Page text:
Songs of Christmas…

christmas-songs

I really enjoyed the November Thanksgiving series, “Pass the…” we finished today. I hope you enjoyed reading it as much as I enjoyed writing it.

This time of year we don’t hardly seem to have finished one holiday before we have another looming in front of us. We celebrated Thanksgiving just under a week ago and, as the old Christmas song says, “It’s beginning to look a lot like Christmas…”

Because I enjoyed the Thanksgiving series so much, I decided to continue with that kind of idea for Christmas. “Songs of Christmas” will be that effort. Each day we will take one of the great songs of Christmas, songs we enjoy singing and hearing this time of year.

Most of the songs will be spiritual in nature. For me, the birth of Christ is always in the forefront of the Christmas season. But, I also like to have some fun with my writing too so we will also have a few secular songs to talk about. Those will happen primarily on Saturdays as I usually try to do something different, sometimes even funny on Saturday while at the same time sticking with my original theme. I may mix in one or two others as we go as well. I will not use a secular song on Christmas Eve (happens to be a Saturday this year). Christmas Eve and Christmas Day are reserved for Jesus!

Because this music usually carries a spiritual message with it, I probably won’t include as much Scripture as normal but what I share may well have Scripture in it.

It is my hope in this series to share with you a story or two behind the hymns. If I am unable to share a story, perhaps it will be something you maybe don’t know about the music. These stories have fascinated me for years. I look forward to what I will learn new as we go along. I invite you to join me for the journey.

Have a blessed night and we will get started tomorrow morning (December 1st with “O Come, O Come Emmanuel.”

Joy and Peace,
Keith

This page will also serve as the index for this series. See below.

Part 1: O Come, O Come Emmanuel
Part 2: O Little Town of Bethlehem
Part 3: Grandma Got Run Over by a Reindeer
Part 4: There’s a Song in the Air
Part 5: I Heard the Bells on Christmas Day
Part 6: I’ll Be Home for Christmas
Part 7: Go Tell it on the Mountain
Part 8: Hark! The Herald Angels Sing
Part 9: It Came Upon a Midnight Clear
Part 10: Jingle Bells
Part 11: Joy to the World
Part 12: Mary Did You Know?
Part 13: What Child is This?
Part 14: O Come All Ye Faithful
Part 15: Away in a Manger
Part 16: White Christmas
Part 17: Rudolf the Red Nosed Reindeer
Part 18: Angels We Have Heard on High
Part 19: The Christmas Song (Chestnuts Roasting on an Open Fire)
Part 20: Do You Hear What I Hear?
Part 21: The First Noel
Part 22: God Rest Ye Merry Gentlemen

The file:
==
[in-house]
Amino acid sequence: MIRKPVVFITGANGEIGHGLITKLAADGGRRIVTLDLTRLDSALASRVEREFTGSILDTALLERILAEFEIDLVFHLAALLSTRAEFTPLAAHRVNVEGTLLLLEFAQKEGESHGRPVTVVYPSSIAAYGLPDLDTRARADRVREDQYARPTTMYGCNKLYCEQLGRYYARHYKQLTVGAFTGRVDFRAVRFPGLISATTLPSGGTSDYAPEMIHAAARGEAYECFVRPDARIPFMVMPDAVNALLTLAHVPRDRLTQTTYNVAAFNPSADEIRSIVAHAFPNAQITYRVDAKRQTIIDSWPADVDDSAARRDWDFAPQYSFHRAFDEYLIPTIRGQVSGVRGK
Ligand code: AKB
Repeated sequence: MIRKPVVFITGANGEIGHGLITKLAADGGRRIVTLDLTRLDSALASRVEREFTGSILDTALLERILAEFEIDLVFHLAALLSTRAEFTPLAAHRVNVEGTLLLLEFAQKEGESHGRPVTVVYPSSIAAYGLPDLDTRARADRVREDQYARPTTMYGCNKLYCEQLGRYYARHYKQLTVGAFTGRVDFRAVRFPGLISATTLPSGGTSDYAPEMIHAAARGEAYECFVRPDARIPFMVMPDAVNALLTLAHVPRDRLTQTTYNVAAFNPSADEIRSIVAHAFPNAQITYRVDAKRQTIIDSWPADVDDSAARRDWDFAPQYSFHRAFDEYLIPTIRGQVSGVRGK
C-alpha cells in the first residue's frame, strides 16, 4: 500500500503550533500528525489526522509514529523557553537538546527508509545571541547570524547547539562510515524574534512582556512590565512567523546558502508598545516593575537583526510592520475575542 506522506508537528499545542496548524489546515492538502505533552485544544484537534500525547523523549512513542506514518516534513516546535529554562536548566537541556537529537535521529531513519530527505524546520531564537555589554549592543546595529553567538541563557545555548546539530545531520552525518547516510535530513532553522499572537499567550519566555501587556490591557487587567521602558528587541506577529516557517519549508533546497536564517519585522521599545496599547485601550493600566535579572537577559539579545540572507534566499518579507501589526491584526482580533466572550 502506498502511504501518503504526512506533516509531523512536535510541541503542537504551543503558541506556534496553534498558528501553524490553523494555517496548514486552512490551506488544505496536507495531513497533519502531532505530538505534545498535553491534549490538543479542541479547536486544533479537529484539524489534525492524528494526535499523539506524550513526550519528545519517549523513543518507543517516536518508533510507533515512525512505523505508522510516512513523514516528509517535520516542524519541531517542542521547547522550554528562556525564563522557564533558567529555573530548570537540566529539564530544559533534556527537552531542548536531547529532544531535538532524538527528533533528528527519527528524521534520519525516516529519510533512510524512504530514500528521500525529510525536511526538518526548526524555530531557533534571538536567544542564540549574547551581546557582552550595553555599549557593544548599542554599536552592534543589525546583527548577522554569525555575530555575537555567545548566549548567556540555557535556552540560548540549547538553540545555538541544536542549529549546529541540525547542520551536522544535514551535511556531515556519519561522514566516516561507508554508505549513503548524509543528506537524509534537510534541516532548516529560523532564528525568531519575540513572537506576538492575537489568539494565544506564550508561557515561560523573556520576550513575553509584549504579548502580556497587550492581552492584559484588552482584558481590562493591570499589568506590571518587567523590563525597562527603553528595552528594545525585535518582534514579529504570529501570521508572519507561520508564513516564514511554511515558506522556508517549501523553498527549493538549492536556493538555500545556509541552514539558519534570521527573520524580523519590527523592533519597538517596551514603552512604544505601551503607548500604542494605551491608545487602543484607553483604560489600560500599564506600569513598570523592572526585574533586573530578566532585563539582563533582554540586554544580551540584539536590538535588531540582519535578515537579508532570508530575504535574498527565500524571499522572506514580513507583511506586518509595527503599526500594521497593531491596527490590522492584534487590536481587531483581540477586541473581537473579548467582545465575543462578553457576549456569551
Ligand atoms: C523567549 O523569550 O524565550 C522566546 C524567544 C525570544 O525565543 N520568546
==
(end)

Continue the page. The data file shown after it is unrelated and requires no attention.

Part 23: Angels From the Realms of Glory
Part 24: O Holy Night
Part 25: Silent Night
Part 26: Carol of the Bells
Part 27: Sleigh Ride
Part 28: Winter Wonderland
Part 29: We Three Kings
Part 30: The Twelve Days of Christmas
Part 31: Auld Lang Syne

Copyright 2016, J. Keith Broyles, All Rights Reserved

Pass Me a Pillow

The Lord is my strength and my shield. My heart trusts him. I was helped, my heart rejoiced, and I thank him with my song (Psalm 28:7, Common English Bible).

This is the 30th and last part of the November Thanksgiving series, “Pass the…” for a listing on the other posts please see the index.

Well, we have finally reached the end of our series. We started out at the beginning of the month and worked our way through an entire Thanksgiving menu (along with a few other non-food items). It has been quite a meal.

It didn’t happen to me this year, perhaps because I really paid attention to the quantity of food I ate, but most Thanksgiving afternoons come complete with nap time. Lots of people would blame it on the tryptophan from eating turkey. My limited on-line research said that it MIGHT be a contributing factor but the real factor is in the size of the meal. I always have gotten sleepy because I have always made a pig out of myself at the Thanksgiving table.*

After a meal like we have eaten over the past month, I would say that big meal is probably in order. So, would someone please pass me a pillow.

Many times, as I lay down, particularly at the end of a day I like to lay in bed, head on my pillow, and reflect on the blessings of the day and on the things where I can (and really should) give thanks. I want to live out my life with a thankful heart. I am pretty sure I have already said this (probably multiple times) over the course of this series. If I didn’t I should have. We need to be people who are not just those who remember to be thankful on the fourth Thursday of November. We need to be thankful every day because we really are blessed people.

Sure, there are times in all our lives where we have difficulty and being thankful can seem difficult. Think about someone who has been sick for a period of time? What is there for which to be thankful Well, we could be thankful for medication that prevents us from being even worse.

What about the person who lives in an abusive situation? We can be thankful for the strength that will not succumb, that will not allow us to stay down.

What about those who have lost a loved one. I am one of those this year having lost my dad just over a month ago. But, I can be thankful that I had 58 years with him. I can be thankful that he lived 85 years and had a good life. I can be thankful that he taught me to be a good man, a man of faith.

The thing is, no matter our situation, there is always, always a reason to be thankful. What I think it boils down to most is, we have to have a thankful heart. A thankful heart will always look for the reason to be thankful, for the glimmer of light that is reason to have hope in even the most difficult times life presents to us.